Total Shoulder Replacement is becoming a much more common surgery than it was a few years ago. New implant designs, surgical techniques, and biomaterials are leading to better results. The shoulder joint is a very complex joint, controlled by many muscles. It is inherently unstable, and that is what gives it such a remarkable range of motion. The shoulder is very much more dependent on soft tissues than other joints like the knee and hip.
The best indication for shoulder replacement is for the relief of pain. We will do a “hemiarthroplasty” on younger patients who still want to do heavy lifting or sports. The hemiarthroplasty only replaces the metal “ball” of the humerus, and leaves the socket bone in place without a plastic glenoid component. The thin plastic is the most vulnerable to wear and loosening in active younger patients.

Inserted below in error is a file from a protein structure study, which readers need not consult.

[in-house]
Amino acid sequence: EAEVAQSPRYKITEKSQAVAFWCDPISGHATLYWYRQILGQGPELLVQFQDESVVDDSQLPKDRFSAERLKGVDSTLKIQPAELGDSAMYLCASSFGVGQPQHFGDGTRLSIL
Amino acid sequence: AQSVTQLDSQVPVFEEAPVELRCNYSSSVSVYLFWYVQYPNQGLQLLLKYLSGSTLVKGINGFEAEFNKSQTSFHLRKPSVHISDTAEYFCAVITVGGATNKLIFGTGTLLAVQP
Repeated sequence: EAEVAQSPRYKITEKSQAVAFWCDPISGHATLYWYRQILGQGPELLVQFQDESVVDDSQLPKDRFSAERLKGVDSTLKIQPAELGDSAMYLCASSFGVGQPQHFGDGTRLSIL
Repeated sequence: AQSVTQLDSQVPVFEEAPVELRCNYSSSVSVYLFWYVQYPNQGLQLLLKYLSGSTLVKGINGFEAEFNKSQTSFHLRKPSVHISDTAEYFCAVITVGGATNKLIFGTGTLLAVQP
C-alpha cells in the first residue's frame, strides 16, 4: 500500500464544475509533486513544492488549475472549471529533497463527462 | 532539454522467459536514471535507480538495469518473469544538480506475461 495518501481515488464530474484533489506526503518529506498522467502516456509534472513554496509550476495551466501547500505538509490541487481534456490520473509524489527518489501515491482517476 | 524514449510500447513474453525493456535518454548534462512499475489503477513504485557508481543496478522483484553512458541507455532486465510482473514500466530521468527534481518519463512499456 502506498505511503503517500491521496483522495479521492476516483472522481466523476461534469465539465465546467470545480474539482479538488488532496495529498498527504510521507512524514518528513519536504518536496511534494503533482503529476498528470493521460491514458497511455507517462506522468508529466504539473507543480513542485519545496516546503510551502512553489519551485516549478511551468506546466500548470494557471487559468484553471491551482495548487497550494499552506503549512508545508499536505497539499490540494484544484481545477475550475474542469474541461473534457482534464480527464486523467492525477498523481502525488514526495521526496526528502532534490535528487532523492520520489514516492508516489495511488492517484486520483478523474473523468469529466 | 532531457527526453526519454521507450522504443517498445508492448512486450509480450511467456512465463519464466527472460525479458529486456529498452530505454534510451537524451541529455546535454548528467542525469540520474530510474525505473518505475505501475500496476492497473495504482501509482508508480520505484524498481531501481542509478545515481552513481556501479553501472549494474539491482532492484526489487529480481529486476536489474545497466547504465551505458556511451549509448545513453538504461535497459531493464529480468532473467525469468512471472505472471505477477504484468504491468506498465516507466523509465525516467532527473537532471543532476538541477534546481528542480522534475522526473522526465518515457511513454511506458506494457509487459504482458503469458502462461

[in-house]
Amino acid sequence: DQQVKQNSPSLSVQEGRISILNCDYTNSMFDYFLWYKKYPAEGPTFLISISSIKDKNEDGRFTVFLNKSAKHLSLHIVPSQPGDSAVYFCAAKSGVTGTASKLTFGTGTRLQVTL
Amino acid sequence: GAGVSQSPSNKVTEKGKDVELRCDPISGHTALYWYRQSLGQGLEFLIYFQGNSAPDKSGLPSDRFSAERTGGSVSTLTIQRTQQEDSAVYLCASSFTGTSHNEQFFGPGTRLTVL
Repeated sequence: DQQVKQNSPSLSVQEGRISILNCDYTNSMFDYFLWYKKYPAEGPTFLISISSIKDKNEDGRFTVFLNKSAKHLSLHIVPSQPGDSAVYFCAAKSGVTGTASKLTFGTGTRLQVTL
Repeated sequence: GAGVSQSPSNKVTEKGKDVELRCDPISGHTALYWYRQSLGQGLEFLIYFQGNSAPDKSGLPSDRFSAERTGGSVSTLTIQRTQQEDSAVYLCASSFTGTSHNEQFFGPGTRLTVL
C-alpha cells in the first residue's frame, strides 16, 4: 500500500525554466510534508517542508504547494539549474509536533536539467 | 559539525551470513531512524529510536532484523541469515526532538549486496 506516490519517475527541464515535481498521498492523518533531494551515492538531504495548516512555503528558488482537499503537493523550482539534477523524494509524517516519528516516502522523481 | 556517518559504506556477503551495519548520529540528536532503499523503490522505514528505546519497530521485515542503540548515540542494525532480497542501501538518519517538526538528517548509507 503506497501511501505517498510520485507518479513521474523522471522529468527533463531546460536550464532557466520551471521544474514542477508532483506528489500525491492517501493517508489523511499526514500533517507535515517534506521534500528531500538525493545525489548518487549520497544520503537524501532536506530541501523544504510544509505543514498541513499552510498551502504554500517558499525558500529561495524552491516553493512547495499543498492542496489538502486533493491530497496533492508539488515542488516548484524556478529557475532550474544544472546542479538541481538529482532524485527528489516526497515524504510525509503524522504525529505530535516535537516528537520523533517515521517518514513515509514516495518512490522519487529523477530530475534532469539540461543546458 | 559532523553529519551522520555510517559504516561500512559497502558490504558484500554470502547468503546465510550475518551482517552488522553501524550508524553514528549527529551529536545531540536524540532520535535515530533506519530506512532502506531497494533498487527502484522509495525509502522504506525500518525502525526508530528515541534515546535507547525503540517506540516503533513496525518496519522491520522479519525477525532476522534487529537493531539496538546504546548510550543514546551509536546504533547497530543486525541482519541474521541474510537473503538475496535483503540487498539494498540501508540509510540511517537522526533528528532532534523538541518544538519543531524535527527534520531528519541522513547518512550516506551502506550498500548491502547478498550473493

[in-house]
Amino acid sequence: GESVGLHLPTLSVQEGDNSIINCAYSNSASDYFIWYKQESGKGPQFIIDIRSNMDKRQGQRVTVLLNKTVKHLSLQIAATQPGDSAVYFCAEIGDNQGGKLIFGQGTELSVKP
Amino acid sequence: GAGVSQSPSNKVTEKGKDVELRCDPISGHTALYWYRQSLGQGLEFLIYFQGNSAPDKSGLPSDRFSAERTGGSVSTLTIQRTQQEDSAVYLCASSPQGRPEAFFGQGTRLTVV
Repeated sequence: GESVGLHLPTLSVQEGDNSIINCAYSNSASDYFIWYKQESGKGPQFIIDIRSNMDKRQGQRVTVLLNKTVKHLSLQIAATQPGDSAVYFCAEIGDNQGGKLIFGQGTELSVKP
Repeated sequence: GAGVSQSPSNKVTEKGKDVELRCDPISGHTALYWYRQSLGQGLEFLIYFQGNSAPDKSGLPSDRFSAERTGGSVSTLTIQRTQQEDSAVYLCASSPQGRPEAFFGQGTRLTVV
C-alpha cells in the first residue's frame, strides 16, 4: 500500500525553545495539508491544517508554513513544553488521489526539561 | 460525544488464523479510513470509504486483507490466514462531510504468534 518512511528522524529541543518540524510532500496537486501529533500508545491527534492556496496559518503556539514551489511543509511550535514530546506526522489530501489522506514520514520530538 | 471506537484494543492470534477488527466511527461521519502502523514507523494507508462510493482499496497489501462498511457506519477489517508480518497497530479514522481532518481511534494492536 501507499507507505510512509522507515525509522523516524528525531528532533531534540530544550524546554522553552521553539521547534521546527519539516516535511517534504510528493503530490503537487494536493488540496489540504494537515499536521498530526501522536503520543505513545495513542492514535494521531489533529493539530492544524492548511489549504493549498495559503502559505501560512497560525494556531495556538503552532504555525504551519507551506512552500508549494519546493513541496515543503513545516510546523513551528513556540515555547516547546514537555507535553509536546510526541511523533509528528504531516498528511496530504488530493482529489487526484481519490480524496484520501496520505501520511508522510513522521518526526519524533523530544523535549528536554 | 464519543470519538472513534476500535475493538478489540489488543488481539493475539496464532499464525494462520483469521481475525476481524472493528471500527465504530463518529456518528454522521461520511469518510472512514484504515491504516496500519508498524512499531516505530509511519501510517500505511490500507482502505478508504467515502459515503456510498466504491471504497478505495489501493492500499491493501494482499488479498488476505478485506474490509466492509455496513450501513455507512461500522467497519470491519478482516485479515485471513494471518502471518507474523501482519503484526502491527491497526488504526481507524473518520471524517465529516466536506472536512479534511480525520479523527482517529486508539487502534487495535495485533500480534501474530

If you have shoulder pain and stiffness from arthritis, avascular necrosis, or prior trauma, you should see a qualified and well trained shoulder surgeon and see if shoulder replacement can help you become more functional. Rehabilitation after shoulder replacement is a bit easier than hip and knee replacement surgery, as we let you use the arm immediately for simple tasks (like feeding yourself), and you do not need to walk on your hands after the surgery.